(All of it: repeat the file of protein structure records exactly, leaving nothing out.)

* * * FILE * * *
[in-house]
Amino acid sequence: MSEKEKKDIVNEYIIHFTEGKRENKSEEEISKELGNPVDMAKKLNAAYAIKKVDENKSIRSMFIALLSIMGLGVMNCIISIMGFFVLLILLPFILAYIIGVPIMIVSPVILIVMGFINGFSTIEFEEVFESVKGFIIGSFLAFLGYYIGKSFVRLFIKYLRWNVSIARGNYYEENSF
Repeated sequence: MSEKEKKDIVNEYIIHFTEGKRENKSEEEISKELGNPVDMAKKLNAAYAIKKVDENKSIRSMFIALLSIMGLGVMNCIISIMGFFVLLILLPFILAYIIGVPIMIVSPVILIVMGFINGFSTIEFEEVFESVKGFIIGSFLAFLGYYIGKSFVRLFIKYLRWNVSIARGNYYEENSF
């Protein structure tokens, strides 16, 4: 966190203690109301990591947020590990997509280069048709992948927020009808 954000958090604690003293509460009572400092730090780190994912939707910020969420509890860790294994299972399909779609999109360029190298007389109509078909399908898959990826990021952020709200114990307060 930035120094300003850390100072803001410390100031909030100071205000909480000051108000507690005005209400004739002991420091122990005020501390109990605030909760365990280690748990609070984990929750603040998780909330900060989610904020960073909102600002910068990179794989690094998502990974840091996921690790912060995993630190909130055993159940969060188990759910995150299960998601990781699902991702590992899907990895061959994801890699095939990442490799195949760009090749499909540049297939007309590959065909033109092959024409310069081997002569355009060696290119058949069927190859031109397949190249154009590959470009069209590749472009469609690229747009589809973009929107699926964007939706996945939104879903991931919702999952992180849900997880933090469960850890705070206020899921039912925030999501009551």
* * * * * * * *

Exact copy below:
[in-house]
Amino acid sequence: MSEKEKKDIVNEYIIHFTEGKRENKSEEEISKELGNPVDMAKKLNAAYAIKKVDENKSIRSMFIALLSIMGLGVMNCIISIMGFFVLLILLPFILAYIIGVPIMIVSPVILIVMGFINGFSTIEFEEVFESVKGFIIGSFLAFLGYYIGKSFVRLFIKYLRWNVSIARGNYYEENSF
Repeated sequence: MSEKEKKDIVNEYIIHFTEGKRENKSEEEISKELGNPVDMAKKLNAAYAIKKVDENKSIRSMFIALLSIMGLGVMNCIISIMGFFVLLILLPFILAYIIGVPIMIVSPVILIVMGFINGFSTIEFEEVFESVKGFIIGSFLAFLGYYIGKSFVRLFIKYLRWNVSIARGNYYEENSF
């Protein structure tokens, strides 16, 4: 966190203690109301990591947020590990997509280069048709992948927020009808 954000958090604690003293509460009572400092730090780190994912939707910020969420509890860790294994299972399909779609999109360029190298007389109509078909399908898959990826990021952020709200114990307060 930035120094300003850390100072803001410390100031909030100071205000909480000051108000507690005005209400004739002991420091122990005020501390109990605030909760365990280690748990609070984990929750603040998780909330900060989610904020960073909102600002910068990179794989690094998502990974840091996921690790912060995993630190909130055993159940969060188990759910995150299960998601990781699902991702590992899907990895061959994801890699095939990442490799195949760009090749499909540049297939007309590959065909033109092959024409310069081997002569355009060696290119058949069927190859031109397949190249154009590959470009069209590749472009469609690229747009589809973009929107699926964007939706996945939104879903991931919702999952992180849900997880933090469960850890705070206020899921039912925030999501009551």